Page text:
The United States Cabinet was established by Article II, Section 2, of the Constitution. It is usually referred as the ‘President’s Cabinet’ or just the ‘Cabinet.’ The Cabinet is an advisory body and its role is to advise the President on any subject that he may require. The Cabinet consists of the Vice President and the heads of 15 executive departments. These departs are the Departments of Agriculture, Commerce, Defense, Education, Energy, Health and Human Services, Homeland Security, Housing and Urban Development, Interior, Labor, State, Transportation, Treasury, and Veterans Affairs, along with the Attorney General.
Members of the Cabinet are nominated by the President and appointed upon confirmation by the Senate with a simple majority. All members of the Cabinet, except the head of the Justice Department are known by the title ‘Secretary.’ The head of the Justice Department is known as the ‘Attorney General.’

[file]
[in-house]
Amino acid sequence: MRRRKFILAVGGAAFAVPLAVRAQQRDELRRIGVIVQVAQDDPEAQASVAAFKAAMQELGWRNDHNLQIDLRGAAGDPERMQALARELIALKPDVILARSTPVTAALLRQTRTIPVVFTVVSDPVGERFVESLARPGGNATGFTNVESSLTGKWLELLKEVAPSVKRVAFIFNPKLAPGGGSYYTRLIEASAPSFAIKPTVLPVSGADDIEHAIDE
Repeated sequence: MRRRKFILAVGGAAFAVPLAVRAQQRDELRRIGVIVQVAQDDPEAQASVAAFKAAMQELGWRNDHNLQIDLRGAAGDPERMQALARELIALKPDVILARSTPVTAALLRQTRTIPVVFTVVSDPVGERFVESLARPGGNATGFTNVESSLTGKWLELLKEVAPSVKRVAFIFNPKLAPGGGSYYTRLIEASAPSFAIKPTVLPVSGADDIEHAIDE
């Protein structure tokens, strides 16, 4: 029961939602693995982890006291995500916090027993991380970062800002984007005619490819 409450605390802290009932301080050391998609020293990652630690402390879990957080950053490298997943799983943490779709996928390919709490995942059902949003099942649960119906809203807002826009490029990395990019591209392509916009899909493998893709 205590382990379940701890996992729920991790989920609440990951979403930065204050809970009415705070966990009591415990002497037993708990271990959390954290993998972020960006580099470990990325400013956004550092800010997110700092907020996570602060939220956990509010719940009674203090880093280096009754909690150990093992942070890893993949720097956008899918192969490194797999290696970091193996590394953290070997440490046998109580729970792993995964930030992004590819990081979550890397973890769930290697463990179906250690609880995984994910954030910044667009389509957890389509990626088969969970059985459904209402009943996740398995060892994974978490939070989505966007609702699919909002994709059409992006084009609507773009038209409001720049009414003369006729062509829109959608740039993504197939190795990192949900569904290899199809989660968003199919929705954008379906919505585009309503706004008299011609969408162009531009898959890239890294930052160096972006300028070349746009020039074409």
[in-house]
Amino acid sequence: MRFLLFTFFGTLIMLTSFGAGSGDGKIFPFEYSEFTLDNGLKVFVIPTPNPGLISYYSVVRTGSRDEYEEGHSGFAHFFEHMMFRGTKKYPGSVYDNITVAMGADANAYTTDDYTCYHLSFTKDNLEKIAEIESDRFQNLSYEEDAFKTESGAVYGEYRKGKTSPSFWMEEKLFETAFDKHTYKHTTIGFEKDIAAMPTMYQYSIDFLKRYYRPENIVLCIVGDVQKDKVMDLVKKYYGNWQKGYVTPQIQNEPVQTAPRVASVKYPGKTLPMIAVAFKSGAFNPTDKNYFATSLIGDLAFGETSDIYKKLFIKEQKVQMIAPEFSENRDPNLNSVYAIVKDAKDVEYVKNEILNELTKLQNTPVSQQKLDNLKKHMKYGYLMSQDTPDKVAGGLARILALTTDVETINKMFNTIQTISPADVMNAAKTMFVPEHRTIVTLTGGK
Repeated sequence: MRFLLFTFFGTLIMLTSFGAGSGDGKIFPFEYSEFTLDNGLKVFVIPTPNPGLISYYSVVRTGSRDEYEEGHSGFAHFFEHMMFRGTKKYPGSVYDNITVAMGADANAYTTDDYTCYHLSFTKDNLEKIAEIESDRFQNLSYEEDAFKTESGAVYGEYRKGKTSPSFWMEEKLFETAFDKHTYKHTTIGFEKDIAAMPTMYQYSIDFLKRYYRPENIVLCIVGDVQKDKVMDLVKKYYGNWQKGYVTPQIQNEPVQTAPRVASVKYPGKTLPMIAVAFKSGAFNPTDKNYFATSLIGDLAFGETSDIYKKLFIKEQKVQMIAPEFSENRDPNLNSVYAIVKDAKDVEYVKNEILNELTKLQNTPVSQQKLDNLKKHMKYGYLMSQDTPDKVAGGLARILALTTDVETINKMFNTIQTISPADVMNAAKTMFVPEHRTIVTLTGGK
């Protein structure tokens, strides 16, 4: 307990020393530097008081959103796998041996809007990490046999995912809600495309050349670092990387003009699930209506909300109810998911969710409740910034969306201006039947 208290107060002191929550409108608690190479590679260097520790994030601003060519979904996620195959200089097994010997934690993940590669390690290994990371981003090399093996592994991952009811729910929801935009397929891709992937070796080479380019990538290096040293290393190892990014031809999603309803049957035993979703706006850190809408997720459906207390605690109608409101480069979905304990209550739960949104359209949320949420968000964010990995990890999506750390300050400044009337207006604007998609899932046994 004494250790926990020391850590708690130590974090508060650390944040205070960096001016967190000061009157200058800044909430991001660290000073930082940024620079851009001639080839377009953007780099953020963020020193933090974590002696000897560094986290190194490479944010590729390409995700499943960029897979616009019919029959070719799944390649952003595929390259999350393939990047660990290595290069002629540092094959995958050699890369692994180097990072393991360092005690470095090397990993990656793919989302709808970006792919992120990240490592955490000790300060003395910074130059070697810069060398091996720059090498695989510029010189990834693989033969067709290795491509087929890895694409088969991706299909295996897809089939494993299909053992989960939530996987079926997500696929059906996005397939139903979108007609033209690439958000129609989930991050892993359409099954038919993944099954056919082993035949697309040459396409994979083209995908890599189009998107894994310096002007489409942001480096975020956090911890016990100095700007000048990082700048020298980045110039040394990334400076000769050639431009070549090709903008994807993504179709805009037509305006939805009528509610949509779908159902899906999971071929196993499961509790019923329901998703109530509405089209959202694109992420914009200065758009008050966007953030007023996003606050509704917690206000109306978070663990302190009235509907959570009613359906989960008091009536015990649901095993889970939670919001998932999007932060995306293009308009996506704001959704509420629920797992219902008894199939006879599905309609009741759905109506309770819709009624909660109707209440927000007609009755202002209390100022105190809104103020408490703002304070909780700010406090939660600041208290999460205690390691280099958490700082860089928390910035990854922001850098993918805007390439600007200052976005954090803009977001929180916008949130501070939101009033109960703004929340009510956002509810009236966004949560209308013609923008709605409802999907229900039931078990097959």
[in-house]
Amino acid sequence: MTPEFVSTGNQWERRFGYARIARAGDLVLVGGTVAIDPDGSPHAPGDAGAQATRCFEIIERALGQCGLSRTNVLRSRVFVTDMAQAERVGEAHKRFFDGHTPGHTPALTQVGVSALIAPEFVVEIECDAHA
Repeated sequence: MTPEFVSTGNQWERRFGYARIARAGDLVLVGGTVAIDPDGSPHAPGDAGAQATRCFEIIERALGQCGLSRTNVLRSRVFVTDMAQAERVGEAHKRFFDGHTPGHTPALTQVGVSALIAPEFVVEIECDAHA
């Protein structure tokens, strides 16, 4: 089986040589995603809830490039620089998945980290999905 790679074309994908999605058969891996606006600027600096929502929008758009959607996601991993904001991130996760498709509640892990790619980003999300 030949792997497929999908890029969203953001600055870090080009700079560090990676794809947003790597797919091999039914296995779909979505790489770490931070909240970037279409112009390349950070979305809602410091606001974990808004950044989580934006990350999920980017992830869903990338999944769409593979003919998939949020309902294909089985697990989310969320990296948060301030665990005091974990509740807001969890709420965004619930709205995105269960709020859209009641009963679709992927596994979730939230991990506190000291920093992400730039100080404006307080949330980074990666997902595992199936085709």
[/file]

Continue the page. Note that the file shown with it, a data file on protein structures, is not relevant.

In addition to running major federal agencies, the Cabinet plays an important role in the Presidential line of succession. After the Vice President comes the Speaker of the House and Senate President pro tempore, and then the line of succession continues with the Cabinet offices in the order in which the Departments were created.